Henry was an avid baseball fan and rooted for the Chicago White Sox. My mom rooted for the Cubs. They would listen to the games on the radio and read the box scores in the newspaper. Once, my mom wrote a letter to the editor of the Chicago American detailing how the White Sox could improve if only they had some of the Cubs players. She didn’t tell her dad she was doing it and much to his surprise, he opened the sports page and saw the headline “Florence Nightingale”. It was good for a chuckle but I have not been able to track that article down yet. He would also go to American Legion games in the area. My mom met my dad, Harry Rice after the war ended in 1945. When she introduced him to her dad, Henry, he said “I know who this young man is.” My dad played baseball in the American Legion league and Grandpa Henry remembered seeing him play. When my mom was preparing to marry dad, Henry spoke to her and said you didn’t come to me for my approval. Would you marry him even if I didn’t give it? My mom told him yes. Does this sound vaguely familiar? He did approve of the marriage but remember, he told his mom he was going to marry Florence even if he had to run off.
A few more memories include not liking pork because he got sick one time after eating it. They had a car and he would let the kids jump onto the running board for the last little bit of his drive home. They had a feud with the neighbor over a presidential election. The other family had one poster up in the bedroom window of their home. That window faced Henry’s front door which was located on the side of the house. Well, Henry took the poster of his candidate and placed it over the neighbor’s photo on the outside of the window. My mom can’t remember how long it took the neighbor to figure it out but eventually it was taken down. She also can’t remember which candidate they backed but it was an election in the 1930’s. There is a Lurie index of people living in Chicago as well as the voter registration from 1937. I need to find that record which may lead me to who they would have preferred in elections. Henry read the Chicago Tribune in the morning and the Chicago American in the evening. My mom gave him a book called The Robe on Christmas in 1942. This leads me to believe he enjoyed reading. We had the book in our home while I was growing up but I don’t know what happened to it. Mom held onto it for at least 50 years but it wasn’t in the house after she died. Maybe she gave it away when she did a major clean out 2 years before she died. I know she purged her supply of books around that time. He carried a pocket watch and one of my cousins has it now. When I saw my aunt, the second daughter of Henry a few years ago, she told me a story. She was a dancer and left home at 16 to tour with a dance company. Henry told her “Don’t do anything you would be ashamed to tell me about.” I told that to my mom and she said it sounded like something their dad would say.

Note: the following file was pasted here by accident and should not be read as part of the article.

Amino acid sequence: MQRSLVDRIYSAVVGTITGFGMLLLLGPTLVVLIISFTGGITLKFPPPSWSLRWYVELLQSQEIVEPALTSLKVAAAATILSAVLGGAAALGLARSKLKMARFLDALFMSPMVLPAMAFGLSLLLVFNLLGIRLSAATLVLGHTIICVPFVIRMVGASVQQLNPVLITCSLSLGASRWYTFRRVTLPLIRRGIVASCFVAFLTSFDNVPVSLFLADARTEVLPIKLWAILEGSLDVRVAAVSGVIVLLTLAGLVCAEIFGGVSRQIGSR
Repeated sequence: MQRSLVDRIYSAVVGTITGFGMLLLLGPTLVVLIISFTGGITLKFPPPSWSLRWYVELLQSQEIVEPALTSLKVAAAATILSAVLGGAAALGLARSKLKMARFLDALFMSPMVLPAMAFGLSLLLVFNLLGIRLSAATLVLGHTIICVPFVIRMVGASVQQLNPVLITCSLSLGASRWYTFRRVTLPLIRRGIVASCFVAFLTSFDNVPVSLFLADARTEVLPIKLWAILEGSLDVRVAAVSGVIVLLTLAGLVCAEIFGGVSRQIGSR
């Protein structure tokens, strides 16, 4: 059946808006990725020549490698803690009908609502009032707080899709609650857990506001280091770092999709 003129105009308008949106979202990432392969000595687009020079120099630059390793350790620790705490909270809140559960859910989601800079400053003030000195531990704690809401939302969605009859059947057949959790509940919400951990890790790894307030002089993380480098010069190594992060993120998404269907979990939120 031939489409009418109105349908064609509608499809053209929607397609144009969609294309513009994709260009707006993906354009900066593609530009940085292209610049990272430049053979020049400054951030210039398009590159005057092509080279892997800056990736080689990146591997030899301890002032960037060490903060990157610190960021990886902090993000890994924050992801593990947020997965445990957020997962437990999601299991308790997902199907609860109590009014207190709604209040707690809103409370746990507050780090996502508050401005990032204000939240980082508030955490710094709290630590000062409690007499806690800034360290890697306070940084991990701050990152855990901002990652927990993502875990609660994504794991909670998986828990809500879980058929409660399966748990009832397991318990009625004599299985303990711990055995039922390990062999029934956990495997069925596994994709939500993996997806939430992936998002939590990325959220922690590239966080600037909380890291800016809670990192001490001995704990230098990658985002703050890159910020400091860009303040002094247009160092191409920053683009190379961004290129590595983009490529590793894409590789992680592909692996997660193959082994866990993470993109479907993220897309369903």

Henry died 29 May 1947. He was 46 years old. He died of a Venous Mesentery Thrombosis. He had also had a cardiac infarct 5 years earlier. My mom, dad and sister were driving up to Chicago the night he died. My mom remembers seeing a shooting star and she looked down at her watch and the time was 9:15pm, the time that is listed on his death certificate as the time of death. He is interred at St Mary Cemetery, Evergreen Park, IL. I visited his grave when my parents took me to Chicago when I was 10. I have not heard back from the person who took the photo of the grave to get permission to use it here. So here is the link to the photo.
This is probably one of the last photos taken of Henry, 3 months before he died. He only met these 2 granddaughters. His children went on and had a total of 25 grandchildren. I have no idea how many great-grandchildren or great great grandchildren there are now.
His obituary revealed he left his wife Florence Bostwick, 6 children, 2 grandchildren, his mom, Eva Mangen, his sister, Catherine Hoffman and his brother Nicholas Mangen. The funeral was Monday 2 June 1947 at 9:30 from the chapel at O’Hanley Funeral home, Mass was held at St Clotildes church, and internment at St Mary’s cemetery.
Henry Mangen – Grandfather
Florence Mangen – Mother
Henry Mangen Illinois Death Certificate 1947. From personal papers.
Photos from family collection.
Memories are from conversations with Henry’s daughter, Florence (she is also my mom).
Find A Grave, database and images (https://www.findagrave.com : accessed 01 December 2018), memorial page for Henry Mangen (27 Oct 1900–29 May 1947), Find A Grave Memorial no. 166450219, citing Saint Mary Catholic Cemetery and Mausoleum, Evergreen Park, Cook County, Illinois, USA ; Maintained by K Rice (contributor 48729621) .
Chicago Tribune, 1 June 1947. Mangen, Henry Obituary.